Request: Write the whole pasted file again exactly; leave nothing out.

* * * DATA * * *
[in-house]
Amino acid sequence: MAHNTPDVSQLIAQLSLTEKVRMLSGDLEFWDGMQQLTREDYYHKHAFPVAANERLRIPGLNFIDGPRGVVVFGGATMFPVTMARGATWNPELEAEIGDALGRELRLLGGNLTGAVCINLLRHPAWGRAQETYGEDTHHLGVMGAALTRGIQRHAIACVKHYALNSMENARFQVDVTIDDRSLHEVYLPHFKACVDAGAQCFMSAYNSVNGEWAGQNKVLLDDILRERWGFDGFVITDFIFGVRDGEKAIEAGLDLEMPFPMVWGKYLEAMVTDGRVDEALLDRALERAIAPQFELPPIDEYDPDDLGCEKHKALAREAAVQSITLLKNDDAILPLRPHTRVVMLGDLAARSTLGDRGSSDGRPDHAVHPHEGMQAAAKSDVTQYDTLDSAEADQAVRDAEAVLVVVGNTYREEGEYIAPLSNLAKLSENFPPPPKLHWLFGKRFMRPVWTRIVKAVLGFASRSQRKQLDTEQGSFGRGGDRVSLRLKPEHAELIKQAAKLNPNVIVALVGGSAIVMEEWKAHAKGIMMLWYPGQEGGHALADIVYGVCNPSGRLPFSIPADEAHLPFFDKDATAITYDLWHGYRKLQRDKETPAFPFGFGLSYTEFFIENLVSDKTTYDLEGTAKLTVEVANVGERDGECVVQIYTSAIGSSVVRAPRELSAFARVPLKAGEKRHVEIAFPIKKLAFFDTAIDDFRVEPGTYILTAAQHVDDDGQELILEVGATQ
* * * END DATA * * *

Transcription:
[in-house]
Amino acid sequence: MAHNTPDVSQLIAQLSLTEKVRMLSGDLEFWDGMQQLTREDYYHKHAFPVAANERLRIPGLNFIDGPRGVVVFGGATMFPVTMARGATWNPELEAEIGDALGRELRLLGGNLTGAVCINLLRHPAWGRAQETYGEDTHHLGVMGAALTRGIQRHAIACVKHYALNSMENARFQVDVTIDDRSLHEVYLPHFKACVDAGAQCFMSAYNSVNGEWAGQNKVLLDDILRERWGFDGFVITDFIFGVRDGEKAIEAGLDLEMPFPMVWGKYLEAMVTDGRVDEALLDRALERAIAPQFELPPIDEYDPDDLGCEKHKALAREAAVQSITLLKNDDAILPLRPHTRVVMLGDLAARSTLGDRGSSDGRPDHAVHPHEGMQAAAKSDVTQYDTLDSAEADQAVRDAEAVLVVVGNTYREEGEYIAPLSNLAKLSENFPPPPKLHWLFGKRFMRPVWTRIVKAVLGFASRSQRKQLDTEQGSFGRGGDRVSLRLKPEHAELIKQAAKLNPNVIVALVGGSAIVMEEWKAHAKGIMMLWYPGQEGGHALADIVYGVCNPSGRLPFSIPADEAHLPFFDKDATAITYDLWHGYRKLQRDKETPAFPFGFGLSYTEFFIENLVSDKTTYDLEGTAKLTVEVANVGERDGECVVQIYTSAIGSSVVRAPRELSAFARVPLKAGEKRHVEIAFPIKKLAFFDTAIDDFRVEPGTYILTAAQHVDDDGQELILEVGATQ